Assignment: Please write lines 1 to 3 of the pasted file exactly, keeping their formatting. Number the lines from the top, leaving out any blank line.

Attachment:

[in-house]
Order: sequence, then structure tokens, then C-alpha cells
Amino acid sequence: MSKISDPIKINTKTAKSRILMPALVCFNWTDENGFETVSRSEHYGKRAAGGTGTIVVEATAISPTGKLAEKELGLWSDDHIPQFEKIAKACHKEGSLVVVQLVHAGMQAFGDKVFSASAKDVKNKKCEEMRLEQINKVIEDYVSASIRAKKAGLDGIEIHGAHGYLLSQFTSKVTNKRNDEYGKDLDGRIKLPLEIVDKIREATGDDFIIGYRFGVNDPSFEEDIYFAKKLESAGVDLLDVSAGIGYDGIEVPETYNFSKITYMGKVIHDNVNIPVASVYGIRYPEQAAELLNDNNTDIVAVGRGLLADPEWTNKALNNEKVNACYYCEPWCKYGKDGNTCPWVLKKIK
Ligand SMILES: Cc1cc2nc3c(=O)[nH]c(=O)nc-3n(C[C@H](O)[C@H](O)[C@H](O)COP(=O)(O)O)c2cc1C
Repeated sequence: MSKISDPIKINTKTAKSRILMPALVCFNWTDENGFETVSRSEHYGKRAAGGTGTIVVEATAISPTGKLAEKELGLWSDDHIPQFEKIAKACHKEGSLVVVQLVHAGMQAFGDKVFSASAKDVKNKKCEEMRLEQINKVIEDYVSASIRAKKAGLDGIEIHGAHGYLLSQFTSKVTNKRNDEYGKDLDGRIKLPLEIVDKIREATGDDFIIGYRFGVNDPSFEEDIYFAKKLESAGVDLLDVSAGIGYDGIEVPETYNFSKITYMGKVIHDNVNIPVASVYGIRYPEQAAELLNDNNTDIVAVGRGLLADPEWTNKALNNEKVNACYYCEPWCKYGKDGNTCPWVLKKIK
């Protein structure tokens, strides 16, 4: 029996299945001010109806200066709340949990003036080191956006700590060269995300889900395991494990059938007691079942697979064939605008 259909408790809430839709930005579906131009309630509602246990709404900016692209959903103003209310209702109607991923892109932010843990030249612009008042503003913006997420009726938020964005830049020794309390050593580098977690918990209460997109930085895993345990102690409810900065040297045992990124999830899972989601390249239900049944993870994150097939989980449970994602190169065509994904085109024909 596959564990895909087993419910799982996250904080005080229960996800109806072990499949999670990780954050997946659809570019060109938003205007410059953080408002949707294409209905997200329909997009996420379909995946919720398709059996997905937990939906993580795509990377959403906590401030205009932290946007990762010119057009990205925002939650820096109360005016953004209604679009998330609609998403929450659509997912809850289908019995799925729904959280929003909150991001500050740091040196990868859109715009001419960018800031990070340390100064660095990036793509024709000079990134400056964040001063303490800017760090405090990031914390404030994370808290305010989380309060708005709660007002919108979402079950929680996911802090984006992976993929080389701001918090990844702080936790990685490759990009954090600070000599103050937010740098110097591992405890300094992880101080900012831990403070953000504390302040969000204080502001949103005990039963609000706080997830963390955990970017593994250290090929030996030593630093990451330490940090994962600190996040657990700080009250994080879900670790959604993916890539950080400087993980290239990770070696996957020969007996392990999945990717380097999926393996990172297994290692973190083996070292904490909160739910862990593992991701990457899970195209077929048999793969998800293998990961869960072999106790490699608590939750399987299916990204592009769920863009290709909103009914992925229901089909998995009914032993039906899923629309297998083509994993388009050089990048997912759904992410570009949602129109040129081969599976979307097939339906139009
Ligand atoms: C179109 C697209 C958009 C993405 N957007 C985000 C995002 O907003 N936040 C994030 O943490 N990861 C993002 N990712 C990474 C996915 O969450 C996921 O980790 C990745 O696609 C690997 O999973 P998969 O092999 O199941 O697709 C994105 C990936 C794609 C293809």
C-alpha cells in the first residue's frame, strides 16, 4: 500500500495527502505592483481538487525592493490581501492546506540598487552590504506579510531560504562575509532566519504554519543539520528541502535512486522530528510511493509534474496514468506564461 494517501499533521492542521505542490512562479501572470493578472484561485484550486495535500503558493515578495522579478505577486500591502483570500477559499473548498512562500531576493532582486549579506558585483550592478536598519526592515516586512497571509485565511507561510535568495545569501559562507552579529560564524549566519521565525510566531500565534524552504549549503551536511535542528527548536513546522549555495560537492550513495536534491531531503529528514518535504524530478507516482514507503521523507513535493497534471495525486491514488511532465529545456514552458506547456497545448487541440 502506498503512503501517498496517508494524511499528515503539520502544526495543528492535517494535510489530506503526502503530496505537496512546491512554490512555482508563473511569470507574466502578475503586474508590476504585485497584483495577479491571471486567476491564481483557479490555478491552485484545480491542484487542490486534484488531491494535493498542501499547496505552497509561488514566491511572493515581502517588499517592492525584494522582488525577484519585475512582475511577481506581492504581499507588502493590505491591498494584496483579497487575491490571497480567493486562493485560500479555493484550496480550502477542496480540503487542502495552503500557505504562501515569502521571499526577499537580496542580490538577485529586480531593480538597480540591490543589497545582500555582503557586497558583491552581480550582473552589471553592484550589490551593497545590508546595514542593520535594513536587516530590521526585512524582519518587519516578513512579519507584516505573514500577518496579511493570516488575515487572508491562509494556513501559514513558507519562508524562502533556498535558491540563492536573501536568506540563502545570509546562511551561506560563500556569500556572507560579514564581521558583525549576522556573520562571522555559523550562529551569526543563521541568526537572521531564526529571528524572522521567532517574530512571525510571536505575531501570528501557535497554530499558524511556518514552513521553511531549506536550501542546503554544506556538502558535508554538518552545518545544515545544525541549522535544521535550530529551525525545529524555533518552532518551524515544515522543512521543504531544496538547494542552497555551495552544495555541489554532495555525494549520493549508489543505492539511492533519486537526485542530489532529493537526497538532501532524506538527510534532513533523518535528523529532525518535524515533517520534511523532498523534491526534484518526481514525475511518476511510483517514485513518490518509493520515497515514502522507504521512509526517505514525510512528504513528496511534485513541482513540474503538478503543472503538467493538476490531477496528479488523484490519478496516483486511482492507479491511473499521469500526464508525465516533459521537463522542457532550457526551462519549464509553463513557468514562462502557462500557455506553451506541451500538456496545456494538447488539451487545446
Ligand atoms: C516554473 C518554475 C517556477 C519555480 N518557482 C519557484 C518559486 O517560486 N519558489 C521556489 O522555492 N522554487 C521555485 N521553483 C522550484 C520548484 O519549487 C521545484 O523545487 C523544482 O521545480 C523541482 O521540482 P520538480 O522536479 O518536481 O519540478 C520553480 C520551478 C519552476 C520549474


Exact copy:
[in-house]
Order: sequence, then structure tokens, then C-alpha cells
Amino acid sequence: MSKISDPIKINTKTAKSRILMPALVCFNWTDENGFETVSRSEHYGKRAAGGTGTIVVEATAISPTGKLAEKELGLWSDDHIPQFEKIAKACHKEGSLVVVQLVHAGMQAFGDKVFSASAKDVKNKKCEEMRLEQINKVIEDYVSASIRAKKAGLDGIEIHGAHGYLLSQFTSKVTNKRNDEYGKDLDGRIKLPLEIVDKIREATGDDFIIGYRFGVNDPSFEEDIYFAKKLESAGVDLLDVSAGIGYDGIEVPETYNFSKITYMGKVIHDNVNIPVASVYGIRYPEQAAELLNDNNTDIVAVGRGLLADPEWTNKALNNEKVNACYYCEPWCKYGKDGNTCPWVLKKIK